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Public Opinion and the War Against ISIS

Kevin Drum overstates the public’s enthusiasm for foreign wars:

It’s like we’ve learned nothing from the past decade. Our politicians are in love with war. The public is in love with war. And the press is really in love with war. It just never ends.

Drum isn’t that far wrong about most politicians and most of the press, but I don’t see much evidence that the public is “in love” with war. Yes, there is currently majority support for the administration’s decision to attack ISIS from the air, but there is reason to believe that this support is shallow and likely to evaporate as the war drags on. According to at least one survey, most Americans also consider ISIS to be a “very serious” or “fairly serious” threat to the U.S., and that simply isn’t true. This false belief has inflated public support for action against ISIS, and that is going to wear off over time. Far from being “in love” with war, a better way to think of the public’s reaction is that they have been whipped into a panic about a vastly exaggerated threat by irresponsible fear-mongers. Most Americans support the current intervention because they wrongly think it is necessary for U.S. security, and they have been encouraged in that wrong view by their sorry excuse for political leaders.

The framing of the question about support for the war also makes a significant difference. When the war is described as “air strikes conducted by
the United States and its Western European and Arab allies,” 73% say they support it. When the war is described as if “the U.S. were conducting those air strikes alone,” support drops dramatically to 50% and opposition jumps up to 49%. In other words, the window dressing of allied and client participation causes many Americans to support a policy that they would otherwise oppose if it were being carried out solely by U.S. forces. That tells me that many of the war’s supporters aren’t interested in a new war in which the U.S. bears a disproportionate share of the costs, and whatever support there is for the new war isn’t very deep at all. As it becomes clear that the “broad coalition” organized against ISIS is mostly for show, that support is going to start to disappear. That isn’t the description of a country “in love” with waging war. It suggests that there is a willingness to accept military action so long as the costs are shared by a lot of other countries and the U.S. doesn’t have to do almost all of the work, but that doesn’t describe the current war very well at all.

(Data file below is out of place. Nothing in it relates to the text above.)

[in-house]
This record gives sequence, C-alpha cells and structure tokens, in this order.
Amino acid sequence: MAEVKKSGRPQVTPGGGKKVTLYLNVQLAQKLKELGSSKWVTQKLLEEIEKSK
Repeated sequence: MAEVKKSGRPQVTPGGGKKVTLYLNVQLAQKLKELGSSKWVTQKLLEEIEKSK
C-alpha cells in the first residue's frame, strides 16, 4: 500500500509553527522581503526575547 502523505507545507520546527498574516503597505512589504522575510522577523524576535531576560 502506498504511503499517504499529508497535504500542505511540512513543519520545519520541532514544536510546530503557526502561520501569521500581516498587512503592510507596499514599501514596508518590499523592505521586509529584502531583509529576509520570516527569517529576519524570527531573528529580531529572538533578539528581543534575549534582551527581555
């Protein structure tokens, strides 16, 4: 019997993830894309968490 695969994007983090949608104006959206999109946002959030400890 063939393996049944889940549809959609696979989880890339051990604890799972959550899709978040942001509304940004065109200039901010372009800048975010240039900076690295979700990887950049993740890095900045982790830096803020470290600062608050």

about the author

Daniel Larison is a senior editor at TAC, where he also keeps a solo blog. He has been published in the New York Times Book Review, Dallas Morning News, World Politics Review, Politico Magazine, Orthodox Life, Front Porch Republic, The American Scene, and Culture11, and was a columnist for The Week. He holds a PhD in history from the University of Chicago, and resides in Lancaster, PA. Follow him on Twitter.

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